If you've ever dropped a Slinky from a tall building, you might have noticed something a little strange (other than the fact that you're spending time dropping toys from buildings). As these slow-motion shots from YouTube user Veritasium prove, the toy seems to defy gravity: the bottom of the Slinky doesn't move, while the top falls at the speed you might expect.
So what's going on? Luckily, science had time to investigate, and here's what it came up with: the centre of any falling object will naturally accelerate downward. But at the same time as it's falling, the Slinky is trying to coil back up into its closed state, so the bottom is moving upward while the top and middle fall. What looks like a Slinky standing still in mid-air is actually a combination of two forces - a downward fall and a coiling rise.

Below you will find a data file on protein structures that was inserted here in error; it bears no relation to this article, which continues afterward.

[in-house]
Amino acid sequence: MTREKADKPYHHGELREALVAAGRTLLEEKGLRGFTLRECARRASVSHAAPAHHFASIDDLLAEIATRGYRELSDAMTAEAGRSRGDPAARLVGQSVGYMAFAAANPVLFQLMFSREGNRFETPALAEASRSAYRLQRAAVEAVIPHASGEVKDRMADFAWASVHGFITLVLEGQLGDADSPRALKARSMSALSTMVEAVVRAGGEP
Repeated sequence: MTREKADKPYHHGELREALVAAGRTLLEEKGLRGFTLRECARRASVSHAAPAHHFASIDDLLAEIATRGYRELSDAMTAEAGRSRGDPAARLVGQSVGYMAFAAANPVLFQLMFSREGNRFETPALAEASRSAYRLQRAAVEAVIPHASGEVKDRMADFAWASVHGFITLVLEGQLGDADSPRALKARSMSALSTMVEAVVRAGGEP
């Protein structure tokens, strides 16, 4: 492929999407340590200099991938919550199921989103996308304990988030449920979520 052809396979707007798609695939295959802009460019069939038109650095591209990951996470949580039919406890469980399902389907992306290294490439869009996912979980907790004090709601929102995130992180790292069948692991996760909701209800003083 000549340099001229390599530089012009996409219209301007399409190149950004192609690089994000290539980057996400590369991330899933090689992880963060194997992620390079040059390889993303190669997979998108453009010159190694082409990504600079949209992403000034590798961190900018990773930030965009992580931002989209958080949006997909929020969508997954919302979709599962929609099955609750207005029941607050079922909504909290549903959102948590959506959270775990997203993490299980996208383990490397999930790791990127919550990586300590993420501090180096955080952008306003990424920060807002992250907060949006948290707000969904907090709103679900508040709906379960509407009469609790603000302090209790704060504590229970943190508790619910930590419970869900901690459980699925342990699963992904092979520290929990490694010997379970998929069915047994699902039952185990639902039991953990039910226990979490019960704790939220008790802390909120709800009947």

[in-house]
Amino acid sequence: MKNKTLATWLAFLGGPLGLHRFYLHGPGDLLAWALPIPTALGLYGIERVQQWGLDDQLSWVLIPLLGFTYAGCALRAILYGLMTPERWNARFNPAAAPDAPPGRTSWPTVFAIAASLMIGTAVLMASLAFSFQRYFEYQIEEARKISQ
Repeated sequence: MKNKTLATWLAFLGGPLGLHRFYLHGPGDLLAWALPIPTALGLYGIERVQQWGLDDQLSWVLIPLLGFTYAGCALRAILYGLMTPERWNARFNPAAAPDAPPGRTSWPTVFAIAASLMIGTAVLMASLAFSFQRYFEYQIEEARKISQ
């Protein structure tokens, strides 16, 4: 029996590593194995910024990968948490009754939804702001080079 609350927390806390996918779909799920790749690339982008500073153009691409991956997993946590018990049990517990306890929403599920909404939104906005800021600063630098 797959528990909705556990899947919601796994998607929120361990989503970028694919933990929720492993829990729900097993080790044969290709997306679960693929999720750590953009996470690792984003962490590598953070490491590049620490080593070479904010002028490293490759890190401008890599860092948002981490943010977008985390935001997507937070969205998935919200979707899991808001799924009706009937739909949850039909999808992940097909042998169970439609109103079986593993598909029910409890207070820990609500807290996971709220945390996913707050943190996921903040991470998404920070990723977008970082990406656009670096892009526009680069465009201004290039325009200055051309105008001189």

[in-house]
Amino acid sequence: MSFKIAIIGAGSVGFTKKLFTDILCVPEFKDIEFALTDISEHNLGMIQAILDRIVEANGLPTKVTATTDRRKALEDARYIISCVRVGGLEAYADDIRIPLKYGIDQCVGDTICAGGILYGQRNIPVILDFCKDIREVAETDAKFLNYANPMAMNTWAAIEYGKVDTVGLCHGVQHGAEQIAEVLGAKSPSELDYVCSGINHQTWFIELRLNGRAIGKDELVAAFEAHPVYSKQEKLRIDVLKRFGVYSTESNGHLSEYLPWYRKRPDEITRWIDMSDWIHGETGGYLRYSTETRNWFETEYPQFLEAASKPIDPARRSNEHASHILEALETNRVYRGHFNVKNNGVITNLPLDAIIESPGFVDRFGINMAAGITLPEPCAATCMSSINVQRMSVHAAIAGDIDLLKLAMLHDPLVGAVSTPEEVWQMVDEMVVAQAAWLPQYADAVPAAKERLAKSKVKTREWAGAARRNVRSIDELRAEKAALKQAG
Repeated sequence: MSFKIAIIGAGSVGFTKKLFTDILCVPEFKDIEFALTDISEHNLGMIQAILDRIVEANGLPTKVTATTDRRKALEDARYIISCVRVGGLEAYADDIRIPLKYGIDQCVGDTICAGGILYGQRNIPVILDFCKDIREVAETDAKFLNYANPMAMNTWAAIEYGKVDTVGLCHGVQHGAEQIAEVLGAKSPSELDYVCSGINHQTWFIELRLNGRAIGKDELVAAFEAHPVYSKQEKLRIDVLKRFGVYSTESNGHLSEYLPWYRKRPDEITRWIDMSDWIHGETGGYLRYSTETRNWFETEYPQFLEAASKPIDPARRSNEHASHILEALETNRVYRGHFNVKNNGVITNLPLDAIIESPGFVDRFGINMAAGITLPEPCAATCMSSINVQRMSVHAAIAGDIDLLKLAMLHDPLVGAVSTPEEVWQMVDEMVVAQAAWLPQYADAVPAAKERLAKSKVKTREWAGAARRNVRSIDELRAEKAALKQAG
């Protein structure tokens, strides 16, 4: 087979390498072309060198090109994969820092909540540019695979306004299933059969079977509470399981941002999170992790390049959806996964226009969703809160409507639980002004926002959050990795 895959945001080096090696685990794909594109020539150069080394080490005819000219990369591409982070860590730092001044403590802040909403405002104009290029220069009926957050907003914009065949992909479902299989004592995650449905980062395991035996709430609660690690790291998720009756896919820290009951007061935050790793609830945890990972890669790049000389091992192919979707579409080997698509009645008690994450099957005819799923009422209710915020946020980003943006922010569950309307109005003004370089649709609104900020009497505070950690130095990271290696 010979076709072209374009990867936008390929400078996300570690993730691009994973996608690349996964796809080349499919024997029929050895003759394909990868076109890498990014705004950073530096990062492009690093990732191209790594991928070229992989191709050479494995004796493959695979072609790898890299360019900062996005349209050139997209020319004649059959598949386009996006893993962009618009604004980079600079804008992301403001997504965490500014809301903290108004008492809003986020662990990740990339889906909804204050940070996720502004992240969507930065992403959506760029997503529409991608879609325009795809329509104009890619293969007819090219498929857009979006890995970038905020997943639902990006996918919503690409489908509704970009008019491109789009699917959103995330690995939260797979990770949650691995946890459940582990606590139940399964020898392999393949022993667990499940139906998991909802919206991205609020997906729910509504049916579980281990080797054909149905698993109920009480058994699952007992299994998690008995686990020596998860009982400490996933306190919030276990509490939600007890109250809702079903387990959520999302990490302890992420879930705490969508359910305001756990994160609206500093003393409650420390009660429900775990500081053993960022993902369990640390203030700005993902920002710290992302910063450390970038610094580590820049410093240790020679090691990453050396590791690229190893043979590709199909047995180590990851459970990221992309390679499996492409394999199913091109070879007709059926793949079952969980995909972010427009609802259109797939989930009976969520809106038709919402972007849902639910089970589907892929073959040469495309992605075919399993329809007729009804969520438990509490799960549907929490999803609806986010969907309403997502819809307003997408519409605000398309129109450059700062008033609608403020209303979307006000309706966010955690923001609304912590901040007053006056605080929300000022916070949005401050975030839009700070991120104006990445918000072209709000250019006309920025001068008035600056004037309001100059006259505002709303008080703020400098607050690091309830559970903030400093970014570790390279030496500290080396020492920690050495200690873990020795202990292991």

Check out the slow-mo footage, and a lengthier explanation from University of Sydney Associate Professor Mike Wheatland, below, and if you want to get even nerdier with it, here are some mathematical equations that account for the effect. By the way, we don't recommend dropping Slinkys off buildings - you could put someone's eye out:
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